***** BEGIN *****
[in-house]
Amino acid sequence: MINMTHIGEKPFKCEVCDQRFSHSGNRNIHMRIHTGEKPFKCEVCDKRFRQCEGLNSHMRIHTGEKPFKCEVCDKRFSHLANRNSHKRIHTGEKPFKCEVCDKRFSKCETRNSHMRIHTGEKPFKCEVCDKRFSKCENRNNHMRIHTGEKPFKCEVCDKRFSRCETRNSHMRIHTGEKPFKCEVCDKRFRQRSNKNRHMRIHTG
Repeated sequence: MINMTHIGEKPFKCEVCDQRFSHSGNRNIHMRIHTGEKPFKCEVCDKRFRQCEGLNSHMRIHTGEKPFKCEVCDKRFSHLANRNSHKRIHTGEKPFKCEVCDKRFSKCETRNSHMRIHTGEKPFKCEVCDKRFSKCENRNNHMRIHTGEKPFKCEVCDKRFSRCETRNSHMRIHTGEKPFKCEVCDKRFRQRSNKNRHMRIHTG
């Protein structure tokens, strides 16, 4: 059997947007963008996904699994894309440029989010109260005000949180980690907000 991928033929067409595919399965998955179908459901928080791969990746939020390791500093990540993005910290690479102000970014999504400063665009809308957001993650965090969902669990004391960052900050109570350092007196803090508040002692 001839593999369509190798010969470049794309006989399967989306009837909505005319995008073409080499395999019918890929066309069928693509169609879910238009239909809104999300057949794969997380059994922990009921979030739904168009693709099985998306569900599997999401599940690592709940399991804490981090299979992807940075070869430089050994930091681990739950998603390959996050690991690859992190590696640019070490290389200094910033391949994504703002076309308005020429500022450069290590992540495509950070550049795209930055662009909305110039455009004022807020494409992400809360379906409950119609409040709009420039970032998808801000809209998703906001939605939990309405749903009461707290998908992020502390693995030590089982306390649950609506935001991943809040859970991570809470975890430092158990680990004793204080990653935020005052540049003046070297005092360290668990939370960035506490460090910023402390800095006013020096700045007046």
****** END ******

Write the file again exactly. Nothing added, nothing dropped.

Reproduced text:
[in-house]
Amino acid sequence: MINMTHIGEKPFKCEVCDQRFSHSGNRNIHMRIHTGEKPFKCEVCDKRFRQCEGLNSHMRIHTGEKPFKCEVCDKRFSHLANRNSHKRIHTGEKPFKCEVCDKRFSKCETRNSHMRIHTGEKPFKCEVCDKRFSKCENRNNHMRIHTGEKPFKCEVCDKRFSRCETRNSHMRIHTGEKPFKCEVCDKRFRQRSNKNRHMRIHTG
Repeated sequence: MINMTHIGEKPFKCEVCDQRFSHSGNRNIHMRIHTGEKPFKCEVCDKRFRQCEGLNSHMRIHTGEKPFKCEVCDKRFSHLANRNSHKRIHTGEKPFKCEVCDKRFSKCETRNSHMRIHTGEKPFKCEVCDKRFSKCENRNNHMRIHTGEKPFKCEVCDKRFSRCETRNSHMRIHTGEKPFKCEVCDKRFRQRSNKNRHMRIHTG
């Protein structure tokens, strides 16, 4: 059997947007963008996904699994894309440029989010109260005000949180980690907000 991928033929067409595919399965998955179908459901928080791969990746939020390791500093990540993005910290690479102000970014999504400063665009809308957001993650965090969902669990004391960052900050109570350092007196803090508040002692 001839593999369509190798010969470049794309006989399967989306009837909505005319995008073409080499395999019918890929066309069928693509169609879910238009239909809104999300057949794969997380059994922990009921979030739904168009693709099985998306569900599997999401599940690592709940399991804490981090299979992807940075070869430089050994930091681990739950998603390959996050690991690859992190590696640019070490290389200094910033391949994504703002076309308005020429500022450069290590992540495509950070550049795209930055662009909305110039455009004022807020494409992400809360379906409950119609409040709009420039970032998808801000809209998703906001939605939990309405749903009461707290998908992020502390693995030590089982306390649950609506935001991943809040859970991570809470975890430092158990680990004793204080990653935020005052540049003046070297005092360290668990939370960035506490460090910023402390800095006013020096700045007046």